The more I read, the more I meet with other writers and talk, the more I realize that what I write is so different from what I see written around me today, that it makes me want to weep from terrible loneliness. I'd like to relate to someone, anyone, talk the same language, but my writing process is so strange (rewriting each draft from scratch every time, anyone?), my reading tastes so bizarre (Russian novels but in English, books written by writers long dead, absurdist stories of all kinds), my pastime so devoid of typical daily activities (I don't read news, I don't watch TV, I don't go anywhere, I don't party), and my business practice so against everything that's sane and practical (giving e-books away for free, not checking my sales, not aware of any numbers for that matter), that even among other writers I often feel like an outsider.
There are moments of doubt that grip me so hard, I think I will break. I have come across only one personal story that assured me that it's okay to be me. There are others like me. I read this Haruki Murakami interview by the Paris Review and I felt relief. Murakami said that he's a loner, he doesn't belong to any writing groups, he doesn't go anywhere, he doesn't see people, he gets up every morning very early at the same time, goes for a run, then comes back and writes. It sounded exactly like my days, except I write as soon as I wake up and do yoga before bed.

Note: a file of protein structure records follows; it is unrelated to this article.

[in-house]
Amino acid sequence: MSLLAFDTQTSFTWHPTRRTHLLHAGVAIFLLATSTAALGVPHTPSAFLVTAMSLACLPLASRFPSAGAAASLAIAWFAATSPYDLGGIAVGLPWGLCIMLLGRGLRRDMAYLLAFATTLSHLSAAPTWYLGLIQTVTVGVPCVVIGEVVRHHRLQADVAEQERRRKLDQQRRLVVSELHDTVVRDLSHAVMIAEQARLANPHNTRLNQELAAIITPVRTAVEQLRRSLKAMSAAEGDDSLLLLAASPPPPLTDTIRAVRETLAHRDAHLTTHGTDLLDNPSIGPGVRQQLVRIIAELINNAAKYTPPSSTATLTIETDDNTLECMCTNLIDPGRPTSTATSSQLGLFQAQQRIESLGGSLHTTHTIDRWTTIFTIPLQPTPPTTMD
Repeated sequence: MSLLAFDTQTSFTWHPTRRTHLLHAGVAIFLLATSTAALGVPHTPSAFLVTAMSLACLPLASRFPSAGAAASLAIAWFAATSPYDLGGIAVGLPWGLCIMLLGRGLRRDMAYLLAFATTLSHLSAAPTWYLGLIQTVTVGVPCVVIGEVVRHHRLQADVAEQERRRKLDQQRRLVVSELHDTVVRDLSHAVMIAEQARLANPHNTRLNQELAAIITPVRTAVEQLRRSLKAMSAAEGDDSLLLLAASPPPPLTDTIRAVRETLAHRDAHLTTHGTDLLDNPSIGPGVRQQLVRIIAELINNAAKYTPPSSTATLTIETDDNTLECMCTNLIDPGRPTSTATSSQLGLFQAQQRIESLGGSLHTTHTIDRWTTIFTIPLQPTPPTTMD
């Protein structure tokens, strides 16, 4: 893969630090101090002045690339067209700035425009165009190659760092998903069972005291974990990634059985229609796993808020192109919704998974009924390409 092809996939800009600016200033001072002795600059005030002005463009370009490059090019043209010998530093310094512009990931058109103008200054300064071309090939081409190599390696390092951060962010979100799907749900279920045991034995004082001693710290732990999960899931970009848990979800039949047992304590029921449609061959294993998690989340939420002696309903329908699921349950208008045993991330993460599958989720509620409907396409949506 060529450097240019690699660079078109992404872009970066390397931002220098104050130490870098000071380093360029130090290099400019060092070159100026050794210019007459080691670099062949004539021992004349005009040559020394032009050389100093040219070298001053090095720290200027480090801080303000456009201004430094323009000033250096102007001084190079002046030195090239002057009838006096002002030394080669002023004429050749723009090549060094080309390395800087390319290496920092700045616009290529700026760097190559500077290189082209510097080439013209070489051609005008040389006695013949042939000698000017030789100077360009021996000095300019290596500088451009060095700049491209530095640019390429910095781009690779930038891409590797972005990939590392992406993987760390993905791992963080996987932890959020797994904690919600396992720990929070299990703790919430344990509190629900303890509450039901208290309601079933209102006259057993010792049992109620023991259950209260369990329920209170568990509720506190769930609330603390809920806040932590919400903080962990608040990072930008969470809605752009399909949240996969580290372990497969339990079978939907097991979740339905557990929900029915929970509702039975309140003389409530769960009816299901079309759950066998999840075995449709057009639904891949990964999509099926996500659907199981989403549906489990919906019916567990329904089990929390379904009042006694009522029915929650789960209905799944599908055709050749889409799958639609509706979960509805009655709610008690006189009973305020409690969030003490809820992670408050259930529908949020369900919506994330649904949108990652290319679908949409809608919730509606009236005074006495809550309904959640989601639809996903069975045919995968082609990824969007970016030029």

When I doubt myself, I wish I had someone to talk to about this, not just a friend, but another writer who is like me and who can tell me I'm okay. I'm fine. What I do is perfectly normal. For me. I don't have to change. To adapt. I can keep being me, because if not, who else is there for me to be? No one. Me is all I have.